Coastal Trail Runs is the sister organization of Pacific Coast Trail Runs, focusing on marathon-and-under distances to attract new recruits to the wonderful world of trails. Based on the number of hands that shot up in the air when RD’s Brian Wyatt and Marissa Walker asked “how many are running their first trail run?”, they are certainly succeeding. But what could be more attractive than a crystal clear winter day in the Santa Cruz Mountains, a perfectly marked course, and buffet aid stations? They will all be hooked for sure.
At 9am, they sent us off into early morning shadows of the redwood canopy of Huddart Park. The 5k runners blazed down the single track, slowing only when Richards Road (mile 2) started to climb. I was about 10 people back, running along with Daryl Hultquist, who had taken advantage of a business trip to run some trails far from his home in Maryland. “Our hills are about 200 feet tall”, he said, pacing himself up the first 2,000 foot climb. He was certainly going to enjoy this marathon! After this climb, we would run 5.5 miles of the Skyline Trail to Wunderlich Park and do a down-and-up loop before returning.
Being my home turf, my feet fit the grooves of the trail like a comfortable pair of slippers. Honestly, it was a bit unfair to the others to know every nook and cranny, and I quickly picked my way through all but the first three 5k runners. I sang along with my steps (Kelly Clarkson…I know, pretty corny) and absorbed the sun-sprinkled warmth through the swaying tree branches. Winter running in California is truly marvelous! I hit the first aid station (mile 6) in 50 minutes, and Sarah Spelt and Aaron Doman let me know that I was the first of the marathon/22-milers to arrive. Probably a bit too fast this early in the season, but I was having a blast so I took the refill and ran.
I couldn’t see anyone behind me, so I cranked Wolfmother on the iPod and made my way down the Skyline Trail. It’s funny how a trail you have run 100+ times can look so different if you just slap on a number and have some ribbons to follow. I ran fartlek style, staying in my aerobic zone until just the right hill or guitar solo demanded a surge. I reached aid station #2 (mile 11) in 1:30, finding the brave volunteers manning the “high altitude” aid station and staying warm against the growing breeze. They filled me up with a smile and sent me down into Wunderlich Park.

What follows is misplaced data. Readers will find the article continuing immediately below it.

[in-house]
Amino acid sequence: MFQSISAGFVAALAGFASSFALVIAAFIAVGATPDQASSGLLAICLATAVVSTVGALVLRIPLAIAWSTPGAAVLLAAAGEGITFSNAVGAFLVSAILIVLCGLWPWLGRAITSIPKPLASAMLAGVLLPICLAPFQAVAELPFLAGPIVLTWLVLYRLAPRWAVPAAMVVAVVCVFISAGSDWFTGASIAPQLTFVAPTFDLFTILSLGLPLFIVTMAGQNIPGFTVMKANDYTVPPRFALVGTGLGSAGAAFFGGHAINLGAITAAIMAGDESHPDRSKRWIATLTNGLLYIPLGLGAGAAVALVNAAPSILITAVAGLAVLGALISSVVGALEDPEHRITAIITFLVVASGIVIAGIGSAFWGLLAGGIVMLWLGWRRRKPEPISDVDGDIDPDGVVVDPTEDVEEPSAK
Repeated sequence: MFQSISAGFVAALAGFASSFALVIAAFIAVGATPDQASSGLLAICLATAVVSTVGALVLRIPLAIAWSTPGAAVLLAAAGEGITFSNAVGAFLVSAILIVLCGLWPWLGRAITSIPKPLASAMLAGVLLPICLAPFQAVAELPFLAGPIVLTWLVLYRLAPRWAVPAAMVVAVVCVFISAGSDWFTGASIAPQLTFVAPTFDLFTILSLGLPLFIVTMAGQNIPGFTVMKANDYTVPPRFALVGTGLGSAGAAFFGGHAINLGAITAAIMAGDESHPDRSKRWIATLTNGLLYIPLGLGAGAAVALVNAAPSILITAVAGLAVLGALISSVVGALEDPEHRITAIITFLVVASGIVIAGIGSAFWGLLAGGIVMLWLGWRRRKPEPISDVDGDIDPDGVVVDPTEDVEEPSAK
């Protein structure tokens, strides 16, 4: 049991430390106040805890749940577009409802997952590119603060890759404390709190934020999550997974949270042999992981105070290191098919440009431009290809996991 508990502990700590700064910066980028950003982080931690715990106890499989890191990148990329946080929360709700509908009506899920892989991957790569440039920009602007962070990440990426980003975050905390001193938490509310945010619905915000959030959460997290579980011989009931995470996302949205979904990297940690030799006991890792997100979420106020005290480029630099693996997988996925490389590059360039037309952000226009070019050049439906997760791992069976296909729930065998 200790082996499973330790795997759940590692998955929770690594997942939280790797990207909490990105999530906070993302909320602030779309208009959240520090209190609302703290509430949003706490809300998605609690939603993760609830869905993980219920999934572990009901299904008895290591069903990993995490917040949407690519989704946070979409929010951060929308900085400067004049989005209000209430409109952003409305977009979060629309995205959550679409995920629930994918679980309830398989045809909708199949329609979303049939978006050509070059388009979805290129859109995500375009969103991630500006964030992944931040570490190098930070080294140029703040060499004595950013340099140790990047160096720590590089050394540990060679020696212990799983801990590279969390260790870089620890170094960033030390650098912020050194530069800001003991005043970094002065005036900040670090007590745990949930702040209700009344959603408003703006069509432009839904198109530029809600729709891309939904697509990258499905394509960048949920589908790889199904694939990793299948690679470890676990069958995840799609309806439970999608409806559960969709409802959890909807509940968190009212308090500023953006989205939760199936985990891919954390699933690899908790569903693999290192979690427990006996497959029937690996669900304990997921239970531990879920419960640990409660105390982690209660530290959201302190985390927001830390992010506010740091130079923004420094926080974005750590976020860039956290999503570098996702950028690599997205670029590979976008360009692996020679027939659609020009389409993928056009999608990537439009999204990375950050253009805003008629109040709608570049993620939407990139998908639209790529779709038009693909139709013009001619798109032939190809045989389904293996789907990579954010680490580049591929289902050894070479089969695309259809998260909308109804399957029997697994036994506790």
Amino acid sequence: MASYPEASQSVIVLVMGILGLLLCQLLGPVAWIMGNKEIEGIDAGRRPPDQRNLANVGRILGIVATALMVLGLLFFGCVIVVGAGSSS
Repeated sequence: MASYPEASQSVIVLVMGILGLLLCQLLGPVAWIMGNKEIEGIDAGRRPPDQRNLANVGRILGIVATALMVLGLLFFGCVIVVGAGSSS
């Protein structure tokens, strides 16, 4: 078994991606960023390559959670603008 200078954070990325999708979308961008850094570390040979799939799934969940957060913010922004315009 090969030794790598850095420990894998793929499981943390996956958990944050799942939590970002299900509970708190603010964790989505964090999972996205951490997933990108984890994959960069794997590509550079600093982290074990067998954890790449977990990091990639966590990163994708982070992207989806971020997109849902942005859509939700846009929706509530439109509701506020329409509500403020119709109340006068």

No matter how many times I do the loop through Wunderlich, the climb out just messes with my head with all the false summits and long fire roads. I figured some comedy could assist and switched the tunes to They Might Be Giants “Science is Real”, a hilarious kids album to learn about cells, gravity, and the Kelvin scale. I giggled my way back up the summit, much to the delight of the many hikers out enjoying the morning.
Back at the aid station (mile 16), the 22-milers were getting their grub on. I was still just on water (thank you, Vespa) so I did a quick refill before joining them on the return trip. It was great to have some company! There were lots of smiling faces still working their way towards us, and each graciously made room for passing while shouting words of encouragement. The PCTR/Coastal Trail Runs community overflows with optimism!
I flew through the next section, my legs on autopilot and (falsely) thinking we were almost done since our driveway was near. The consolation prize was seeing my family waiting for me at the last aid station (mile 21), dogs and all! Martha (the Bernese Mountain Dog) tackled me while Rocky (the Pug) got to work on the salt in my knee pits. Sophie was all smiles, and Christi was packing her .44 Magnum Canon camera. I didn’t want to stay too long since this was a race after all, but Sarah let me know I was well ahead of the rest and gaining on the first few folks in the 22-miler. I guess the home field has its advantages! We snapped a few pics, and I was on my way to the last long descent..
A light rain kicked in, hinting at storms to come (prediction was 20” of rain in 6 days), but for now it was blissful. I am one lucky soul to call this my backyard. With one quick huff up to the Crystal Springs Trail (that part is always hard), I eased up and enjoyed the final two miles of single track and fire road.
I breezed into the finish in 3:36:04, good enough for 1st place and an awesome coffee mug trophy. The 22-mile winners had arrived about 10 minutes ahead of me, and Daryl (4:01:54) took second in the marathon with Rachel Rodriguez (4:05:08) just a few minutes behind to win the Women's division. Finland's Mikko Valimaki (1:17:52) and local Caitlin Roake (1:30:37) took honors in the 11 mile, and Michael Popov (32:32) and Lisa Penzel (37:35) won the 5-miler (all results). We relaxed in the winter sun, eating snacks and sharing stories of our favorite sections of the race. It was so fulfilling to hear their perspective and experience the trails through fresh eyes. My hike home found me seeing once-familiar trails brighter and more vivid, noticing details with a childlike curiosity. First time trail runners, you are welcome any time, my friends!
My thanks to the RD’s and volunteers of Coastal Trail Runs for a great race, and congratulations to all the runners (especially you first timers!). I hope to see you all again soon, and look forward to seeing more smiling faces in my backyard. For those interested, Pacific Coast Trail Runs will be back in Woodside on February 6th – come check it out!